What is animal-assisted therapy?

Published 6 Apr 2021 • By Candice Salomé

Animal assisted therapy, also called zootherapy, is a set of non-conventional therapeutic methods that use the proximity of an animal to a person living with a physical, social or mental disorder. These methods help to reduce stress or the consequences of medical treatment, among other things.

But what is animal-assisted therapy? What are the benefits of this therapy? Which animals are most likely to cooperate with therapy sessions? For whom is it recommended? What is the role of the animal therapist?

We tell you everything in our article!

What is animal-assisted therapy?

What is animal-assisted therapy?

Animal-assisted therapy (AAT) is a programme of care or interventions that a therapist provides to a patient with the help of an animal.

This type of therapy aims to improve (or in some cases maintain) the health of people with psychological, social, physical or cognitive disorders

This method, though it also falls under the realm of Animal Assisted Intervention, is different from what is known as animal assisted activities (AAA), as the latter refers to the use of animals in recreational and visitation programmes to motivate, educate or entertain people in various contexts - school, prison or other - and does not have specifically therapeutic aims.

In the UK, animal-assisted therapy is currently most often practiced in medical and care settings.

What are the benefits of animal-assisted therapy?

The therapeutic power of animal-assisted therapy stems from the human-animal relationship which helps to improve self-esteem and meet emotional and psychological needs. For example, feeling unconditionally loved, feeling useful or having a link and connection with nature.

Overall, the main principle of animal therapy is that the relationship between a human being and an animal contributes to the improvement of mental, physical or psychological health. Animal assisted therapy can help to:

  • View life in a more optimistic way,
  • Reduce stress,
  • Overcome a difficult period following a psychological or emotional shock,
  • Lower blood pressure related to a state of stress,
  • Ease interaction with others,
  • Get out of isolation,
  • Help with relaxation...

The presence of an animal can also modify an individual's behaviour and serve as a projection tool. In psychotherapy, a patient who perceives sadness or anger in the animal's gaze may actually be projecting his or her own inner feelings onto the animal.

Which animals can help in animal-assisted therapy?

Not all animals are suitable for animal-assisted therapy. Domestic animals are mainly used. 

  • editor_meta_bo_img_6bf0fe835b1074ed4550da07a9d9f771.png Cats, for example, are known to be very soothing. When they purr, our stress levels decrease. As a sedentary and independent animal, it is in great demand in retirement homes.
  • editor_meta_bo_img_b56c097986fdabc277bada76f7b4fbcc.png Dogs are chosen for the emotional aspect they represent and the strong attachment humans can have with them. Moreover, their ability to share activities with humans (walks, throwing balls, etc.) makes them a real asset for animal-assisted therapy.
  • editor_meta_bo_img_5c0d0e61366b7749e951f1da9c4229a3.png Horses are used for physical rehabilitation, motor skills, neuromuscular functions, balance and coordination. Riding a horse requires a lot of posture work, so you need to be aware of your body. This is known as equine-assisted therapy.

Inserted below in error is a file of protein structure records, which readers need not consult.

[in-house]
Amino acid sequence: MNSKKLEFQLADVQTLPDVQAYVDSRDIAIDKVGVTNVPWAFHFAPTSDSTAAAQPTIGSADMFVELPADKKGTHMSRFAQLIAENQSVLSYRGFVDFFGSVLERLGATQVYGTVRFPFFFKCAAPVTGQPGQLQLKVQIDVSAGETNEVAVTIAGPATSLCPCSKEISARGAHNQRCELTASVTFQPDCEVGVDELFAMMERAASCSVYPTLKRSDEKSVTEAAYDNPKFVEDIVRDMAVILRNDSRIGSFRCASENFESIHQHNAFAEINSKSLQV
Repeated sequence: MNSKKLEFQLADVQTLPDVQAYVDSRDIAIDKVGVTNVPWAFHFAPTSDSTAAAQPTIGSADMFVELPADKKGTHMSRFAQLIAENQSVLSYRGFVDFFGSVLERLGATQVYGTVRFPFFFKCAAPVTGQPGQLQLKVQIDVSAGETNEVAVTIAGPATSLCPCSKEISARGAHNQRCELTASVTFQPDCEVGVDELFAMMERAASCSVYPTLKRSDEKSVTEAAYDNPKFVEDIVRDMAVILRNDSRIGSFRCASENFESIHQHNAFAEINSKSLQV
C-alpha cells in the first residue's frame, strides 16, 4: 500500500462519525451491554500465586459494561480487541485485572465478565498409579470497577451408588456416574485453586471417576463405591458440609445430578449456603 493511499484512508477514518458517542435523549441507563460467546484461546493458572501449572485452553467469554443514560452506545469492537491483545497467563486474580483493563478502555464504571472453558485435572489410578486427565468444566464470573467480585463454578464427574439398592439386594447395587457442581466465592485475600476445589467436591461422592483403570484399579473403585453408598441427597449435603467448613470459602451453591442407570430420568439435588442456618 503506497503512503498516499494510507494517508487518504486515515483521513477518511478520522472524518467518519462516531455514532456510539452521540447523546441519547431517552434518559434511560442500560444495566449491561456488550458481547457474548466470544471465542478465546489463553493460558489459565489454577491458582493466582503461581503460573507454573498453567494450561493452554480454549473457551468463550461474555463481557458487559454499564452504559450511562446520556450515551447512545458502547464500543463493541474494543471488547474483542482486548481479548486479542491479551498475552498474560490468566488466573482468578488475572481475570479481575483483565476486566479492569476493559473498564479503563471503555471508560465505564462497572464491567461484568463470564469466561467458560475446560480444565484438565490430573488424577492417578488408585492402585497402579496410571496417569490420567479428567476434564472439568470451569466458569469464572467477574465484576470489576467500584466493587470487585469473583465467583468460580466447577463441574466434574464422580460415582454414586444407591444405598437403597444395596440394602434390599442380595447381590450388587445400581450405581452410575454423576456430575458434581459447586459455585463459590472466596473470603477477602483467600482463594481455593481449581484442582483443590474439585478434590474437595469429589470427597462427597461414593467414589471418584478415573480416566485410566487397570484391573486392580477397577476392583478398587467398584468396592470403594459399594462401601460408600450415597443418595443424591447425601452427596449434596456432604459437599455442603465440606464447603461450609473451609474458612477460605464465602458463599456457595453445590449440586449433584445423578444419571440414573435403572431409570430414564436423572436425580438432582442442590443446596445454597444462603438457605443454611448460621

What happens during an animal-assisted therapy session?

Animal-assisted therapy sessions last on average 1 hour. They can be individual or in a small group (4 to 5 people maximum) in order to get the attention and concentration of each participant and to be able to set up an adaptive programme.

Each session is different. The objectives of each participant will be established beforehand in collaboration with the members of the care team (or with the family) as part of a personalised support project.

It is difficult to describe the precise content of an AAT session as it varies according to the participants (the wants, mood, personality and issues of each person).

The possibilities are many: grooming, games, relaxation, training, walks, agility... 

Participants will be able to express their feelings and emotions in words, thus offering them a place to listen and be attentive.

What is the role of the animal therapist?

The title of animal therapist is neither protected nor legally recognised. Generally speaking, the animal therapist has a background in health or in helping people (physiotherapy, nursing, occupational therapy, medicine, psychology, etc.). They also have a specialisation that allows them to work with animals (training in animal behaviour).

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avatar Candice Salomé

Author: Candice Salomé, Health Writer

Candice is a content creator at Carenity and specialises in writing health articles. She has a particular interest in the fields of women's health, well-being and sport. 

Candice holds a master's degree in... >> Learn more


on 08/04/2021

I find this very interesting 

on 08/04/2021

Could not live without my sprocker spaniel who provides a reason to get up every day and a reason to get out of the door to get some exercise.  Doubly important in the covid era. 

lesmal • Ambassador
on 29/05/2021

Interesting and informative.

My cross Jack Russell, of now 13 years, is my 'baby' and gives me great comfort and support all day; a proper companion.

In the event of a seizure, and when not feeling 100%, he's stayed by my side when resting knowing all well something's not right. 

Animals are like humans; they all have feelings too!  

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